One of the most important safety devices that are often overlooked on newer automobiles are the parking brake shoes. Most vehicles that have been manufactured in the last fifteen years come equipped with four wheel disc brakes. When you have rear disc brakes they require separate shoes for the parking brake system. The parking brake is often referred to as the emergency brake and it is very essential to keep them functioning properly for safety reasons. This is what we depend on to hold our cars and trucks from moving when they are parked and is very important when parking on inclines. They are engaged by the emergency brake pedal or handle activating a cable assembly manually holding them in place to lock the rear wheels. The parking brake shoes are not used while you're driving and braking during normal applications. Normal braking is accomplished by the disc brakes using the brake callipers and brake pads applying pressure to the rotors when you push the brake pedal. All brake systems are designed to safety slow down and stop our vehicles, and all brake system components, including parking brake shoes, need to be serviced and replaced at times otherwise repairs may be necessary.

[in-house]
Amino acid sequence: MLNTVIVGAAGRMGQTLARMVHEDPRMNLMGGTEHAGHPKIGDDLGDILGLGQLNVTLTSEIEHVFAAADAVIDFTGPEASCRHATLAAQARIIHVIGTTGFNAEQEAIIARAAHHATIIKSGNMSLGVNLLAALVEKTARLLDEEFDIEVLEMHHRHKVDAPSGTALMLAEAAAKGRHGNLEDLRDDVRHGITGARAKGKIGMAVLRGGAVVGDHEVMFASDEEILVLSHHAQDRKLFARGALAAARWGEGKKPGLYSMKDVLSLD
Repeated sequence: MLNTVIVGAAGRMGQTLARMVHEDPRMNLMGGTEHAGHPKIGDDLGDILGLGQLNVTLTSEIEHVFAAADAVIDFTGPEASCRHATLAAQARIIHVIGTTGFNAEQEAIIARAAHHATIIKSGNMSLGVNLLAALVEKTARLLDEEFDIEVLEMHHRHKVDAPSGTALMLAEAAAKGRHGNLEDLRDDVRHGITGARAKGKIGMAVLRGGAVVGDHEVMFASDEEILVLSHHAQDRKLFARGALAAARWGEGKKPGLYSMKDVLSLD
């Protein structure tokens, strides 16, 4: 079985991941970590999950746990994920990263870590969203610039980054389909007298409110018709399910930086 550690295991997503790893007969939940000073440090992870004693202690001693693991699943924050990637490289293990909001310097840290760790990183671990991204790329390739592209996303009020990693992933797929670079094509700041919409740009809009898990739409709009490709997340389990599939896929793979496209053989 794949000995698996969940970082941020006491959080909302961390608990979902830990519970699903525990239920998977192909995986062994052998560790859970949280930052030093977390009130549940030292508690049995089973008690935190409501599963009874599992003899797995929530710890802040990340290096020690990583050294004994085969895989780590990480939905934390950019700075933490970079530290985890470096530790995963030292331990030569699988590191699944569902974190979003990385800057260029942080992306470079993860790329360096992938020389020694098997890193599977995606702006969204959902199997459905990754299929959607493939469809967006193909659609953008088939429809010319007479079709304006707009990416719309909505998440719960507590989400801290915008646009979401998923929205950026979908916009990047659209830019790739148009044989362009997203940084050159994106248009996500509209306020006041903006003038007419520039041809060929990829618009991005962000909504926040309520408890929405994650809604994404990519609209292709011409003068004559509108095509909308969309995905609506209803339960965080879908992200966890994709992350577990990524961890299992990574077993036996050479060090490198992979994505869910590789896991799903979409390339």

Older vehicles had drum brakes instead of disc brakes, and that type of system used the same brake shoes for driving and the parking brake. Parking brake shoes are located behind the rotor and work similar to a drum brake system. The rear brake rotor incorporates a small drum on the back side that houses the shoes. When the emergency brake pedal or handle is locked into place, the cable assembly activates the parking brake shoes by applying pressure to the inside of this drum on the rear brake rotors; keeping the vehicle stationary. This prevents it from moving and causing damage while it is parked.
It's not a very complicated process to replace parking brake shoes. You can do this yourself in an hour or less per side on most automobiles.